Folk wisdom says the odds of a lightning strike are one in a million, but technically, it depends on how you run the numbers.
For example, the odds of being struck in your lifetime are actually 1 in 15,300, according to the most recent data from the National Weather Service.
The odds of being struck in a given year are closer to that one-in-a-million mark, though: 1 in 1,222,000. While lightning strikes seem to be no big deal in cartoons and kids’ movies, the reality is a little more shocking. According to the National Weather Service, a lightning strike can cause cardiac arrest, brain damage or death and is a major cause of storm related deaths in the United States.
Types of Strikes
There are four main types of lightning strikes.
- Cloud-to-ground: Lightning that connects from the cloud directly to the ground or objects on the ground surface
- Cloud-to-air: Lightning that occurs when the positively charged cloud and negatively charged air meet but do not reach the ground
- Cloud-to-cloud: Lightning that occurs between two or more clouds
- Intra-cloud: Lightning that is held within a cloud and illuminates during the shock
How People Are Struck
Although the chances of being struck by lightning are slim, it is important to understand how lightning strikes actually happen and differ.
- Direct strike: An object or person has become the direct channel that the lightning strike passes through
- Side flash: The lightning strike directly strikes a nearby object but transfers to the nearby object or person.
- Ground current: A lightning strike occurs directly to an object and along the ground surface. The lightning will enter the object, person or animal at the point closest to the ground and travel throughout the nervous system and/or cardiovascular system.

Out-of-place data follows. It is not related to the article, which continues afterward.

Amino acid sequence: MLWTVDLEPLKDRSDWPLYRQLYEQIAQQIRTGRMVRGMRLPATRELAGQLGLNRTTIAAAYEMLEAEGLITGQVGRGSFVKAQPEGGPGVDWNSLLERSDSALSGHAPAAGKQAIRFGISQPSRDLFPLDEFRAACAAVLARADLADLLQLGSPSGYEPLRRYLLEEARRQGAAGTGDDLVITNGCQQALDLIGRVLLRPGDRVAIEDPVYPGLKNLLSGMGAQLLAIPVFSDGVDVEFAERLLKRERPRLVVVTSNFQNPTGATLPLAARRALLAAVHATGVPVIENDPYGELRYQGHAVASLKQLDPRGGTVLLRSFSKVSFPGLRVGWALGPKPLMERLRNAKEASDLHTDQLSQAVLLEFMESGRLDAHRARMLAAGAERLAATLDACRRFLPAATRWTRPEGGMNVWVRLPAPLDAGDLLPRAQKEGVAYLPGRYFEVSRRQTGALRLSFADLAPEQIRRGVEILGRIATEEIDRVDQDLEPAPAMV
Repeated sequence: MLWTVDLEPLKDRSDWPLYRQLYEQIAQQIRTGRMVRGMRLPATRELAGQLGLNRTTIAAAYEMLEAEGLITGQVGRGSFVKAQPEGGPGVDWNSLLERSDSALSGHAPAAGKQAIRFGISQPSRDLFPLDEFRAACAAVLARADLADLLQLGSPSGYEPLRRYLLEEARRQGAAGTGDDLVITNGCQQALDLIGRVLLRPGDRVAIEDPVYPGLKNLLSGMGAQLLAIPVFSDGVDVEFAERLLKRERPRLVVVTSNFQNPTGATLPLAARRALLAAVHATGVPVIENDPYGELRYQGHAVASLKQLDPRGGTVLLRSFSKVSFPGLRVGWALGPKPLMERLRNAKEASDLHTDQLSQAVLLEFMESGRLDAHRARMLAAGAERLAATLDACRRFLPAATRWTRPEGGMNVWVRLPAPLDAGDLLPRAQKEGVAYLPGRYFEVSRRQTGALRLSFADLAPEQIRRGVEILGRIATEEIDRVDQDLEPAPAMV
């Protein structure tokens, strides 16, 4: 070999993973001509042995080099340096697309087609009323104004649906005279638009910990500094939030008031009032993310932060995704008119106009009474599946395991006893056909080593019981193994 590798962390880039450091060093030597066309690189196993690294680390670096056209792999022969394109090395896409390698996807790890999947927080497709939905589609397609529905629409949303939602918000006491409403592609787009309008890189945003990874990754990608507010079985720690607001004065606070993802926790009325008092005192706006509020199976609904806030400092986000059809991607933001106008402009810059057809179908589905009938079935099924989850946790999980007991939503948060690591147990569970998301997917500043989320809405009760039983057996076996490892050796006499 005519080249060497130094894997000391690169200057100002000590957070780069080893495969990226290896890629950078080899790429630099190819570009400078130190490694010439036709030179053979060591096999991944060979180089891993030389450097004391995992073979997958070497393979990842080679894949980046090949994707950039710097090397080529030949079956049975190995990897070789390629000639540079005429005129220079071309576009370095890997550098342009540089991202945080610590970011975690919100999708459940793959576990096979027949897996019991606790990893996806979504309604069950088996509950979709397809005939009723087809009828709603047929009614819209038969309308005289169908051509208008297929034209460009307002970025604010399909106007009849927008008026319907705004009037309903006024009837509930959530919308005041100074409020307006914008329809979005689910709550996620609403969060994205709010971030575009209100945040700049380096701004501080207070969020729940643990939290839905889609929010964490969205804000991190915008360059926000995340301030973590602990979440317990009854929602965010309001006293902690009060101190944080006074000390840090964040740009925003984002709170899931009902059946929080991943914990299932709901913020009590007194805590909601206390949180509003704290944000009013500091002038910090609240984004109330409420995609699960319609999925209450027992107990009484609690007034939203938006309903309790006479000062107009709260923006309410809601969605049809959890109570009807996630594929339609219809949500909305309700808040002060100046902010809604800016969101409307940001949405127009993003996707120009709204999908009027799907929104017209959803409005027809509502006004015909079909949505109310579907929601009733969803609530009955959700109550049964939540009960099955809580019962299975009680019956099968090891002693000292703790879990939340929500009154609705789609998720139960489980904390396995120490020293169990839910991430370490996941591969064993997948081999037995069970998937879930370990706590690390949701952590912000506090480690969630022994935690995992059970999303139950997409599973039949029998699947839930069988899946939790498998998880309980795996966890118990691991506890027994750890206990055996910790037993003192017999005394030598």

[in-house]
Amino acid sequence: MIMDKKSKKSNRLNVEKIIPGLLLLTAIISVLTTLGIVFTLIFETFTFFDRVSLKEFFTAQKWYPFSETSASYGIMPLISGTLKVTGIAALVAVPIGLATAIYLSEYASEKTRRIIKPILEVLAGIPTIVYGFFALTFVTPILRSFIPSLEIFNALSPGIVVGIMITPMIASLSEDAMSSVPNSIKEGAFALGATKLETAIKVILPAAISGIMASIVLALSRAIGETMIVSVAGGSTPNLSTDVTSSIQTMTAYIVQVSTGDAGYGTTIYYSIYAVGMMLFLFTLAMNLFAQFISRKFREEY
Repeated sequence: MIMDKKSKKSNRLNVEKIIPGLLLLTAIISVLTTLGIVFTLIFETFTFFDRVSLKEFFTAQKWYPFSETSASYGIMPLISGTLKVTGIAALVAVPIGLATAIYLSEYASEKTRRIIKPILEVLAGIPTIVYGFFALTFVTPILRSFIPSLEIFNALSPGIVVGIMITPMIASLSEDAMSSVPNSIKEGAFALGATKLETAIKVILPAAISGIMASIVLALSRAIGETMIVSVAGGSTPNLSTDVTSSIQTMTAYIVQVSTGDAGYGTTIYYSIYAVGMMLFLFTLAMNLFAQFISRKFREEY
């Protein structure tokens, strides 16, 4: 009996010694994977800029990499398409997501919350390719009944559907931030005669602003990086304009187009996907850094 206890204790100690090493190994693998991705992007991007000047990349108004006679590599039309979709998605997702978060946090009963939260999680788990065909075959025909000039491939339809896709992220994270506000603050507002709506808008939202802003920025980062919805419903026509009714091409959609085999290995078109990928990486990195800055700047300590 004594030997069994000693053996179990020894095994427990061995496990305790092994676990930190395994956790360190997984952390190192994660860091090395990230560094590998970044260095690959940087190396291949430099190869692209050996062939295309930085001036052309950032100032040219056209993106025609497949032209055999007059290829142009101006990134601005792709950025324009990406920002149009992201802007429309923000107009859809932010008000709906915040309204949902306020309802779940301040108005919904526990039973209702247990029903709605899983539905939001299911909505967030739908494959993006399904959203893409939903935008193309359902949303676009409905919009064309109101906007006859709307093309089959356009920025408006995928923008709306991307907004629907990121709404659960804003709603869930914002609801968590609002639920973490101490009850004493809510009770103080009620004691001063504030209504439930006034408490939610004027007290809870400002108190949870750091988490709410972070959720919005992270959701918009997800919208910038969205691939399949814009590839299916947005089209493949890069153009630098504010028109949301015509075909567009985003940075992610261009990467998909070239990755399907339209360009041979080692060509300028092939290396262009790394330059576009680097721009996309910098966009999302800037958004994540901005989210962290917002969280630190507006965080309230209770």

- Conduction: Although lightning is not directly attracted to metal, metal objects act as conductor or path for the lightning to travel. Metal wires, fences, plumbing and more are all directly related to this type of strike.
What happens when you get struck by lightning?
What happens to your body when you get struck by lightning depends on the type of strike and how powerful the strike is. Injuries include but are not limited to:
- Loss of eyesight
- Ruptured eardrum
- Respiratory arrest
- Burns that may look like Lichenberg figures or wavy lines
- Memory loss
It’s important to understand how lightning works, although variable, to beat the odds. Strikes occur when positive and negative charges build up and release the lightning bolts like an electric shock. To avoid lightning injuries, follow the recommended actions below as well as the 30-30 rule.
The 30-30 rule reminds you to count to 30 after you see lightning. If you hear thunder within 30 seconds, go indoors. Then, stay indoors for 30 minutes after hearing the last clap of thunder.
If you are indoors, you still are not 100% protected from a lightning strike. Follow the basic tips below to ensure you and your loved ones stay safe.
- Shut your blinds and curtains. Steer clear of windows, doors and porches – no matter how much you want to watch the storm.
- Stay away from plumbing (including showering, washing hands, doing laundry, etc.)
- Avoid using electrical equipment like computers, kitchen appliances or corded phones
If you cannot avoid being outdoors, follow the tips below to increase your level of safety.
- Avoid open fields, hills, isolated trees and other tall objects. Lightning usually will strike taller objects.
- Stay away from bodies of water and other wet objects. Water acts as a conductor for the electricity to pass through easily and quickly.
- Avoid metal objects like fences and flag poles. Like water, metal is a great conductor of electricity.
- If possible, take shelter in your car and avoid touching any metal objects. If shelter is not near, stay low.
It’s important to prepare for severe weather like thunderstorms. It’s also important to make sure you’re covered if something happens to your vehicle or home during a storm. Connect with your local ERIE agent to make sure you have the right homeowners and auto insurance.
This story was originally published in 2015. It was updated with new information in 2019.